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Scareware: A Silent Form of Hacking

Scareware: A Silent Form of Hacking
29
May

It can happen to anyone, any time. A user are browsing on the internet, for work or for pleasure, when suddenly a box pops up. A virus has infected your computer and call the support number immediately. Scareware has just attacked you.

The box can include anything from the browser logo to the logo of a well known anti-virus software. The pop-up looks legitimate, feels legitimate, and scares the user into calling the number.

Scareware is a form of malware designed to scare a user. The user spends unnecessary money for ineffectual and sometimes harmful software. The standard user will not be able to differentiate between a genuine notification or the fake warning. Hackers design the web based programs to be difficult to avert or recognize.

So how can you tell it’s only scareware, and how can you protect your computer or smartphone?

Malware and Scareware

Malware is a software that has the sole purpose of harming a computer system. The software is usually delivered by a trojan horse, a seemingly innocent system. The computer will begin working against the user’s best interests.

Malware can include everything from ransomware to adware, and there have been instances when malware has created “zombie computers” that are used to spread spam email and host illicit activity.

The most widely discussed form of malware is ransomware. Mostly because the program encrypts entire systems, holding data for ransom. However, the malware most common for average users is scareware.

As the name indicates, hackers design the malware to scare the user into a particular behavior or response. Most often, the scareware will drive an anxious user to call a support number. Once called, the user provides remote access into their computer. Depending on the fraudulent activity, the user will pay for installation of fake anti-virus software, malware, or other programs.

Hackers design the system to drive revenue and potentially infect computers.

Recognizing Scareware

While fear invoking, the average user can recognize and handle scareware without professional assistance.

The first step is to recognize scareware. While it will often appear to be an operating system or browser notification, the pop up itself comes from a webpage. It is likely scareware if the internet was in active use at the time of notification.

Do not be fooled by logos or other company information. Logos and company icons are easily duplicated. Even though the notification says it’s from Norton or Microsoft does not mean the companies have sent the notification.

The text will include a support number and will provide some information regarding compromise of the computer or potential illegal activity. One example is a notification stating pornographic material has been found and authorities have been notified. Another form of scareware states viruses have been found, the webpage has blocked the user to prevent their system from being compromised, and to call the support number.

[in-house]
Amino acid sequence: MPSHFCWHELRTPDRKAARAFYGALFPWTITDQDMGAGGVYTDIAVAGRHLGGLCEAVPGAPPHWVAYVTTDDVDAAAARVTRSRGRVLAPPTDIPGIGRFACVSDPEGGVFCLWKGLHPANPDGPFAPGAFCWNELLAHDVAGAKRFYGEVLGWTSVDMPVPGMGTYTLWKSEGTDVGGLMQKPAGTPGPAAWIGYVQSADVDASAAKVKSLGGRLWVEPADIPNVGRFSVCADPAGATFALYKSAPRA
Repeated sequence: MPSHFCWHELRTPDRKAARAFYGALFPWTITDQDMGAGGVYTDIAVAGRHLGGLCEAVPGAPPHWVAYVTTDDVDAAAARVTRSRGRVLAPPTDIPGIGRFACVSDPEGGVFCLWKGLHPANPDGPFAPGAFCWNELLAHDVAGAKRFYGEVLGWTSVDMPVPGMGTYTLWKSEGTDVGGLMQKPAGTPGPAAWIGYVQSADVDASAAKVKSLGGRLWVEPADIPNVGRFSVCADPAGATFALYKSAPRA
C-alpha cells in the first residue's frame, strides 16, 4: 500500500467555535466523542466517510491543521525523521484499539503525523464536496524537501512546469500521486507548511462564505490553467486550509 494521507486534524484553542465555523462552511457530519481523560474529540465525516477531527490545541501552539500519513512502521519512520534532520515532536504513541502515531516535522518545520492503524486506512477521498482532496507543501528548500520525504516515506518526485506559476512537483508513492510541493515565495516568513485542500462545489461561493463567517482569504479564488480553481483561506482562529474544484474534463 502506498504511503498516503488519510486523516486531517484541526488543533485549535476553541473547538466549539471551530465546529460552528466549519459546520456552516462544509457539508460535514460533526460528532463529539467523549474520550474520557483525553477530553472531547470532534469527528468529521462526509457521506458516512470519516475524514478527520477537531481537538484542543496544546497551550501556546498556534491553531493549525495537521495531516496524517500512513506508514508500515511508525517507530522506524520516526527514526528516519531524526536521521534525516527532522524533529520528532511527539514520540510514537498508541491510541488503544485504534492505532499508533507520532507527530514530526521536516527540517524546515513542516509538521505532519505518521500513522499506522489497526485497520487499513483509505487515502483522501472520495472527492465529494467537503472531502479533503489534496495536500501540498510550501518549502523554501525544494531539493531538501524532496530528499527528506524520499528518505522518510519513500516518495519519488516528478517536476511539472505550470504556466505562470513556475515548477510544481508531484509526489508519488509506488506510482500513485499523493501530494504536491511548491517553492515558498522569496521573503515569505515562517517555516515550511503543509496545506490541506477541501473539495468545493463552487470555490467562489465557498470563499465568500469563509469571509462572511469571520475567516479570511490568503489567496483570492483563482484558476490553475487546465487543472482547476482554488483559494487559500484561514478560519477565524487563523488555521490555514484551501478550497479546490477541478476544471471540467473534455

In any case, it is not required or advised to call the number.

What to Do

Although the webpage will appear to freeze, preventing closing either the page or the browser, no harm will come to the computer by working around the notification.

If you cannot close the page via standard methods, attempt to close the browser. If using the x in the top right corner is not effective, perform a manual task shut down. You can perform this task by hitting CNTL-ALT-DLT and selecting the browser from the applications running. Hitting End Task will shut down the browser.

Once the browser is reopened, do not refresh the pages. That will bring back the locking webpage. Instead, start the browser fresh.

If End Task is not successful, restart the entire computer.

Do not worry, none of the files or programs have been compromised by the scareware. As mentioned above, the purpose of the notification is to drive traffic to the support number. The notification does not have access into the operating system.

The computer is compromised when remote access is granted.

If the browser still appears locked after the above steps, call your local IT support or take the computer into a support center.

Common Sense in Cybersecurity

While anti-virus programs are necessary to protect a computer system against unwanted hacks, there are specific malwares that do not need access to your computer system. Internet based spyware, adware, and scareware are all based on domains and webpages.

The best prevention is to regularly scan your computer using installed anti-virus protection. Google Chrome also offers a scanning service, allowing for a quick scan to check for any unwanted programs and potential risks. Overall, the best prevention is use of common sense. If you have been surfing the net when a notification appears, it is likely scareware. Keep your head, and there is no reason to pay any money, as your computer is not at risk.